Homebrew: Adding Oak Cubes and Vanilla to the Nightly Serenade Imperial Porter

Sorry again for the inactivity, last week I started working at the PBL Brewing Laboratory at VTT, where I will be writing my Master’s Thesis, so have mostly been busy with work. This weekend I thought I’d devote some time for my homebrews, so today I have been preparing some bottles for finally bottling the apple cider I brewed about 6 months ago, which has been bulk aging in a corny keg the last 5 months. Will hopefully have time to bottle it tomorrow. I have tasted it on a couple of occasions during the summer, and it is quite tart, but it is slowly mellowing fortunately. Hopefully it will become enjoyable in the upcoming months.

I also added 50g of French Medium Toast Oak Cubes (which had been soaking in bourbon) and 2 sliced up bourbon vanilla pods to the Nightly Serenade Imperial Porter. I took a gravity sample, and it had fallen to 1.023, giving the beer an ABV of 7.5%. With the bourbon it should rise to about 8%. I tasted the gravity sample, and the beer featured a combination of coffee and dark fruit tones. I think this will need at least a couple of months of maturing to reach its prime.

Took some small taste samples from the Unexpected Predator American IPA and Czech Mate Pilsner as well, which have been in kegs force carbonating and lagering. The IPA had a nice resiny hoppiness with a strong bitterness, coupled with a caramelly maltiness, but I think this will need a couple of weeks of maturing still. I will be bottling the IPA next week. The pilsner was a bit more interesting for me, since I haven’t brewed one before, and it featured lots of grassy and spicy hop flavours, coupled with a bready maltiness, and slight butterscotch tones (which I guess are from diacetyl). I guess I will leave this for 3 more weeks of lagering (it has been lagering for 3 weeks now, giving a total of 6 weeks of lagering).

Beer Tasting

A couple of weeks ago (yes, I have really postponed writing this), me and two friends gathered to drink some beer after work, and at the same time I could ‘get rid of’ / taste through some of my evergrowing beer stock to make place for more. We had nine beers on the agenda, with one of them being Lovecats, the homebrewed blonde ale, and many being beers I had tried before. The whole line-up from left to right was: Firestone Walker Double Barrel Ale, Alesmith X, Port Brewing Shark Attack, Hopfenstopfer Jahrgangsbier, Lovecats, Green Glash Hop Head Red, Lindemanns Faro, William Bros Kelpie and Dark Star Espresso Stout.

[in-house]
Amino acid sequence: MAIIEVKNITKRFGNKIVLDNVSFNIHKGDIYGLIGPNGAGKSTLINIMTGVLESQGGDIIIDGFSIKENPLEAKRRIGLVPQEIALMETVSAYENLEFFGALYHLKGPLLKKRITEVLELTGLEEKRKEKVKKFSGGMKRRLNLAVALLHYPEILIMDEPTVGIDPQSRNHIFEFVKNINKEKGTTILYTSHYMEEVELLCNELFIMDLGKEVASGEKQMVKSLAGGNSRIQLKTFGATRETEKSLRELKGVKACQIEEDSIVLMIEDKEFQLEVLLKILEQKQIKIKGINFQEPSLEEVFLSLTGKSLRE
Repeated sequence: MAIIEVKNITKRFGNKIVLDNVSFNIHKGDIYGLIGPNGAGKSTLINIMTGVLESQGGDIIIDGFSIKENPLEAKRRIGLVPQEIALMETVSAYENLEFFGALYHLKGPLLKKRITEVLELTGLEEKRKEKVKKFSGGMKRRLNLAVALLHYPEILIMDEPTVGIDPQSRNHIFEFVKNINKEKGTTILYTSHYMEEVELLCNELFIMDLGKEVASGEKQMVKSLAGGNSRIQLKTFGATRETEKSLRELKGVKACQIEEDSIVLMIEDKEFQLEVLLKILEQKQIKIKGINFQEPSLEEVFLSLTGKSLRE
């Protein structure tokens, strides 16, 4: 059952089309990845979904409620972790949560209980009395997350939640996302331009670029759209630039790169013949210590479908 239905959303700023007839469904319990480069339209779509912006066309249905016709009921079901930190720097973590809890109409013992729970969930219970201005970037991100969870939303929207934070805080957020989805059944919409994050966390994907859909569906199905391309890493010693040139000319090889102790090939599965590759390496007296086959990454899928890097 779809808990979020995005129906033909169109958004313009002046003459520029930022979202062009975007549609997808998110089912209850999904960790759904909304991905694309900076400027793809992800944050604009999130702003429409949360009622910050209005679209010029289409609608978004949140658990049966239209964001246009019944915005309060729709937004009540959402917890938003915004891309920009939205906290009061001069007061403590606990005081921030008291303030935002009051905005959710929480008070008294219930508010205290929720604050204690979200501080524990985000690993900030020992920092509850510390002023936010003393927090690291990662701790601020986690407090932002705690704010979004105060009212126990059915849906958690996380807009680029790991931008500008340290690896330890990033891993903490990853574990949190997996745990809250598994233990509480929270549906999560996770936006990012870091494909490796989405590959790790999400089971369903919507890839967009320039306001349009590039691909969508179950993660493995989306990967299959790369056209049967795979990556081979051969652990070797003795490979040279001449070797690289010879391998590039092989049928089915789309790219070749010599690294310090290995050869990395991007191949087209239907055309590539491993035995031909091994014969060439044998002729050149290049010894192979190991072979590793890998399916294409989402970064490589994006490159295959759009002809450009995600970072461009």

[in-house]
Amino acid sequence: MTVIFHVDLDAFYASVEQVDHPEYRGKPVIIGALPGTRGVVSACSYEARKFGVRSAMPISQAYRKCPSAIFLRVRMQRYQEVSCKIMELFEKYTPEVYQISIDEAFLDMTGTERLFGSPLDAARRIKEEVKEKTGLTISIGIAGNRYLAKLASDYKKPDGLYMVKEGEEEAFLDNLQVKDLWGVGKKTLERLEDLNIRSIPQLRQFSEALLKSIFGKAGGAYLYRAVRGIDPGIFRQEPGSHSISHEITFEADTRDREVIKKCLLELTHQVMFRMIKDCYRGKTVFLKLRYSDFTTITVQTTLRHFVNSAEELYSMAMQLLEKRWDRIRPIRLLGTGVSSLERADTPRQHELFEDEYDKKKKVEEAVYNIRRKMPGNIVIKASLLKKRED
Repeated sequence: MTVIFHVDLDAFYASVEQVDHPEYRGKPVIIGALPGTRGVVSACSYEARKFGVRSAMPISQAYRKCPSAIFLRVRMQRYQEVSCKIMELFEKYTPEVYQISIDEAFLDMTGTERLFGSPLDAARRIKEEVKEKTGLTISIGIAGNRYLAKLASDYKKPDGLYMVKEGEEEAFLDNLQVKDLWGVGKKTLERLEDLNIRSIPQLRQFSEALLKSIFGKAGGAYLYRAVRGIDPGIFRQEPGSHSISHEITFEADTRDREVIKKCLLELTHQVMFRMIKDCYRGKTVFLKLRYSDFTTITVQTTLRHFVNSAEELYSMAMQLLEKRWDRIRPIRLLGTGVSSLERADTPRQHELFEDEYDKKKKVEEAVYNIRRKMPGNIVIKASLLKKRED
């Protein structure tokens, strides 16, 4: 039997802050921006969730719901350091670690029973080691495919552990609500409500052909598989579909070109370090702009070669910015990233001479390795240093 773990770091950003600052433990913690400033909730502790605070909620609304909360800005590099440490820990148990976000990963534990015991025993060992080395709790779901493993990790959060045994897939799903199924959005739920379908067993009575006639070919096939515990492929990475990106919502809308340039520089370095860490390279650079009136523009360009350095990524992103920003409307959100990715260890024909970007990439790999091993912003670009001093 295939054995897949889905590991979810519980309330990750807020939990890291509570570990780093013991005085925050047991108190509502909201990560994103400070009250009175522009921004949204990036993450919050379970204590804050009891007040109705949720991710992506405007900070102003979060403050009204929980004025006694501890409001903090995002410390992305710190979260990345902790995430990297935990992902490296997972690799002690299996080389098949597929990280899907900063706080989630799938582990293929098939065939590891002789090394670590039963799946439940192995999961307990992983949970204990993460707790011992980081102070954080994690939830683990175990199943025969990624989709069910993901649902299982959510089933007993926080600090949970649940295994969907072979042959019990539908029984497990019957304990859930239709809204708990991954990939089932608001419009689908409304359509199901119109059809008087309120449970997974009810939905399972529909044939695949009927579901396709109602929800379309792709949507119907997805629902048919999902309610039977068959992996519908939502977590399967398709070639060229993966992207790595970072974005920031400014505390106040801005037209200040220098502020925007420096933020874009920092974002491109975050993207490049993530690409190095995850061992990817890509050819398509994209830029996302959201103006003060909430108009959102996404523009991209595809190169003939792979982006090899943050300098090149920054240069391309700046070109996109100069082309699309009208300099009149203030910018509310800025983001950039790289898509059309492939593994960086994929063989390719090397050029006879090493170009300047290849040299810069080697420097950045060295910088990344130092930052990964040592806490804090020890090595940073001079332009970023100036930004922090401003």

We began by tasting Lovecats (left in picture below), Hopfenstopfer Jahrgangsbier (center in picture below) and Firestone Walker Double Barrel Ale (right in picture below). Lovecats poured with the usual hazy orange color and quickly-collapsing white-colored head. The aroma was citrusy, grassy and also featured tones of tropical fruits, and compared to the other two beers in the lineup (and actually also compared to the hoppier beers tasted later during the evening), it became evident that Lovecats has a really strong hop aroma. The flavor began with a slight maltiness, which was joined by a grassy and citrusy hoppiness, that lingered on to a bitter and slightly tart finish. The beer had a light body and quite high carbonation. Overall, Lovecats is an okay pale ale, have brewed better though.

Hopfenstopfer Jahrgangsbier is  German Pilsener, apparently brewed with homegrown malts and hops. The beer poured with a crystal-clear golden-yellow color and a fluffy white head. The aroma was very mild, but featured sweet, malty, and perfume-like tones. The flavor was also quite sweet, with malty and bready tones dominating. There was almost no hoppiness nor bitterness present in the flavor. The beer had a light body and medium carbonation level. Overall, I didn’t really like this one. Very bland and boring.

Firestone Walker’s Double Barrel Ale is an English-style Pale Ale, fermented in oak barrels. The beer poured with a clear copper color and a fluffy off-white head. Nice looking beer. The aroma contained some herbal and earthy hops, combined with tones of oak, caramel and the slightest fruitiness. The flavor was similar to the aroma, with a caramelly and bready maltiness dominating together with a oaky woodiness and a herbal hoppiness. The finish was dry and quite astringent. The body was smooth and medium-full, and the beer had a medium carbonation level. Overall, a strange beer, but the oakiness went together quite well with the caramel and hops.